A Phase I clinical trial of Protagonist Therapeutics’ biologic drug PTG-300, has commenced in a cohort of healthy volunteers. The peptide drug mimics the action of the protein hepcidin, which plays a role in controlling serum iron levels.
Protagonist is assessing PTG-300 as a potential treatment for rare diseases characterized by iron overload, such as beta-thalassemia, myelodysplastic syndrome, and hereditary hemochromatosis. Iron overload has been linked with a number of negative health outcomes including organ damage, heart failure and premature death.
The experimental therapy has shown promising results in preclinical models of beta-thalassemia, which affects around 15,000 patients in the US. The rare genetic blood disorder is characterized by underproduction of the oxygen-carrying molecule hemoglobin, which results in poor oxygen delivery to tissues around the body.[G1]
“We are pleased with the pre-clinical data for PTG-300, which has shown efficacy in a beta-thalassemia mouse model and demonstrated a dose-dependent reduction in serum iron levels across three different healthy animal species,” said Dr. Dinesh V. Patel, President and Chief Executive Officer, Protagonist Therapeutics. “The initiation of this study marks the progression of Protagonist’s second drug candidate into clinical development, and we remain on track to have three different assets in our clinical pipeline by the end of 2017.”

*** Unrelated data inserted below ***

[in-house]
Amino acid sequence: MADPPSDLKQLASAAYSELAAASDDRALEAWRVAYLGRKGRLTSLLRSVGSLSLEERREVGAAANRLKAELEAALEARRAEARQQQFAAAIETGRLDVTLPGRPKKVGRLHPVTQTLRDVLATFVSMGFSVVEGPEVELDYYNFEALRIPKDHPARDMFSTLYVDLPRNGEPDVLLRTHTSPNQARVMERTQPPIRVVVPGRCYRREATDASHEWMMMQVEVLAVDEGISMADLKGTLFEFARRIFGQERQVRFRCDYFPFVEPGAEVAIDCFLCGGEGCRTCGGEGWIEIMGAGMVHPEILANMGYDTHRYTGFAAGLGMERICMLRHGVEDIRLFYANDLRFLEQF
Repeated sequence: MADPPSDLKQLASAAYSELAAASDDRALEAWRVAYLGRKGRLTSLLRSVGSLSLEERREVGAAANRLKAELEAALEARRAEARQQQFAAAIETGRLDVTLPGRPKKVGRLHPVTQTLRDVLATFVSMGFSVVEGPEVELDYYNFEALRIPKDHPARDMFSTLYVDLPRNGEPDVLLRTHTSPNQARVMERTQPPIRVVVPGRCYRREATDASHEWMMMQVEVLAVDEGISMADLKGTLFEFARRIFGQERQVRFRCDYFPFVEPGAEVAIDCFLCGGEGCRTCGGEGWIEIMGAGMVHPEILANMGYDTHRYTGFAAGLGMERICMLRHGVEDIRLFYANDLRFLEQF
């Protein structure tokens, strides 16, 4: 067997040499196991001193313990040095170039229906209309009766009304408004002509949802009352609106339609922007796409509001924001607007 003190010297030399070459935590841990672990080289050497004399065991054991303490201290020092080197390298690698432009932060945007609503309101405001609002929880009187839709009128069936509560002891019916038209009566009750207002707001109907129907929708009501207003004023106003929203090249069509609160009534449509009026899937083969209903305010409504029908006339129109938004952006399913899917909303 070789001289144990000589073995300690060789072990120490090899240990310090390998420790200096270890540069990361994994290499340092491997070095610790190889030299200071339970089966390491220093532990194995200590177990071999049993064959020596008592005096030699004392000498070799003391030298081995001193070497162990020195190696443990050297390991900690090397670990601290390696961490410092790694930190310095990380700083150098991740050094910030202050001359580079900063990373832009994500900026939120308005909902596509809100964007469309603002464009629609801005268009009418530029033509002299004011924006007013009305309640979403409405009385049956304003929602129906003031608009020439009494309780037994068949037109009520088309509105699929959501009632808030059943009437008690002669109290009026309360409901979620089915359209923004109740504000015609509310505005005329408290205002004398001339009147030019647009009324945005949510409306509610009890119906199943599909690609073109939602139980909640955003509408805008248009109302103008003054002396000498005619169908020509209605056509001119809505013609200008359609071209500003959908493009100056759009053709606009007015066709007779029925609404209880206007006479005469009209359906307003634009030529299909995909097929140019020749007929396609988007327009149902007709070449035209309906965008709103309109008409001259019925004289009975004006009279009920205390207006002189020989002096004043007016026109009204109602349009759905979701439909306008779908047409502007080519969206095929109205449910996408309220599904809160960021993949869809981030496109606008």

As well as assessing the safety and tolerability of PTG-300, the Phase I clinical trial will evaluate the pharmacokinetics of the biologic. The study will also involve injecting healthy participants with escalating doses of the drug to determine the effect of the hepcidin mimetic peptide on serum iron levels.
PTG-300 was discovered using Protagonist’s proprietary technology platform designed to develop peptide-based therapies. According to the company, results from this early clinical trial will likely be released in late 2017.